Values below the diagonal are uncorrected p-distances and values above the diagonal are corrected p-distances using the Tamura-Nei model [56], followed by the respective standard errors, calculated using 500 bootstrap replicates. Analyses were conducted in in MEGA5 [55]. Ediv = Eurolophosaurus divaricatus (OG); This = T. hispidus (OG); Ttor = T. torquatus (OG); Tpin = T. pinima; Thel = T. helenae; TsSer = T. semitaeniatus from Seridó, Rio Grande do Norte state; TsS = T. semitaeniatus South of the SFR; TsNE = T. semitaeniatus Northeast of the SFR; TsNW = T. semitaeniatus Northwest of the SFR; TsSCo = T. semitaeniatus from Serra das Confusões, Piauí state; TsNoCE = T. semitaeniatus from North of Ceará state; Tjag = T. jaguaribanus; TsUUn = T. semitaeniatus from Uruçui-Una, Piauí state.

Although the PDC gene tree has low resolution and nodal support, there can be noted yet some geographic structuring in the tree and haplotype network, whereas the BDNF gene tree lacks resolution and support for the great majority of nodes (Additional file 1: Figures S1 and S2). There is substantial haplotype sharing across geographic regions for the two nuclear loci, indicating insufficient time for complete lineage sorting since population divergence. The most frequent (52.2% of individuals) and widely distributed haplotype in the BDNF network is shared among T. semitaeniatus, T. jaguaribanus and T. helenae (Additional file 1: Figure S2). Additionally, some of the microendemic lineages have exclusive haplotypes; for example, Uruçuí-Una for PDC and Serra das Confusões for both PDC and BDNF (Additional file 1: Figure S2).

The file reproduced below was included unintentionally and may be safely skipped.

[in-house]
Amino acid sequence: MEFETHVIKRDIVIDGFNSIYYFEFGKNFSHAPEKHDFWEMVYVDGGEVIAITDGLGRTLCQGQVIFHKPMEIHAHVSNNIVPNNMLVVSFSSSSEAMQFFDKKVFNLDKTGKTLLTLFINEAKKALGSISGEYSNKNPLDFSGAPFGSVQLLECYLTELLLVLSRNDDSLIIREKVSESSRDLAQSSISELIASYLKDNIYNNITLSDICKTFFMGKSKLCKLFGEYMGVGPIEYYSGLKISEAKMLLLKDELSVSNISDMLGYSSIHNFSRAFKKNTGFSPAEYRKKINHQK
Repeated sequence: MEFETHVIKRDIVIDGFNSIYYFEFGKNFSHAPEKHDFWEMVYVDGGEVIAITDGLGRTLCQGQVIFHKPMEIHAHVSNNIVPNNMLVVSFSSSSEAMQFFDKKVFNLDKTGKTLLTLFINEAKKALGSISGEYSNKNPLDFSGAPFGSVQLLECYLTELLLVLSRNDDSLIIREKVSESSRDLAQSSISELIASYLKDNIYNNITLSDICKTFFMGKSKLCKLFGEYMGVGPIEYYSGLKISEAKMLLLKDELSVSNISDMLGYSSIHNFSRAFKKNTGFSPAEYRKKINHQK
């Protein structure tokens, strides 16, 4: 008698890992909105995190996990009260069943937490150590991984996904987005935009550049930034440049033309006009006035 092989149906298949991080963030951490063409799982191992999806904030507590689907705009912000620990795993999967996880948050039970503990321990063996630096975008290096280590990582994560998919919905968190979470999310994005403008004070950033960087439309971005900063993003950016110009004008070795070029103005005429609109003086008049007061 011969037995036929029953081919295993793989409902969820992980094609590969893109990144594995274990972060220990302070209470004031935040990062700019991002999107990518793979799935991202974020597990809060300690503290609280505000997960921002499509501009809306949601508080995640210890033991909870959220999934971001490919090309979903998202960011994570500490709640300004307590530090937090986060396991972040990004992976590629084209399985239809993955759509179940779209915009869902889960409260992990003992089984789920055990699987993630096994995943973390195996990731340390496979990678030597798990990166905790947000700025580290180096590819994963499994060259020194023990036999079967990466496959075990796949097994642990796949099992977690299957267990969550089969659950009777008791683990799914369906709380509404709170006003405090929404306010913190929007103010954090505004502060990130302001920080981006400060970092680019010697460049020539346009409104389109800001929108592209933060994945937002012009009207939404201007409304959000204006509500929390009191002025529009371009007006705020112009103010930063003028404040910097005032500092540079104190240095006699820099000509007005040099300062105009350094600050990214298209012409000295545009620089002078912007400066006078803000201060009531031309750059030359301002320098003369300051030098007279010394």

Species delimitation

The GMYC maximum likelihood analysis recovered five evolutionary entities (Figure 3) with a confidence interval of 1–17 genetic clusters and a non-significant model of species delimitation (P = 0.41). Nodal support for delimited species, defined as the sum of Akaike weights of candidate delimitation models in which the node is included, was less than 0.5 within a 95% confidence set of 47 out of 98 models compared. The mean number of evolutionary entities delimited by the bGMYC analysis was 5.91 (mode = 5), with a 95% HPD probability interval of 2–10 species clusters. Four of the five maximum likelihood entities match those coalescent units with the highest marginal probabilities, whereas microendemics from Serra das Confusões showed higher marginal probability than the genetic cluster including all microendemic lineages but Seridó. However, none of the most frequently recovered species limits was found in greater than or equal to 95% of the posterior distribution (Figure 3).
Figure 3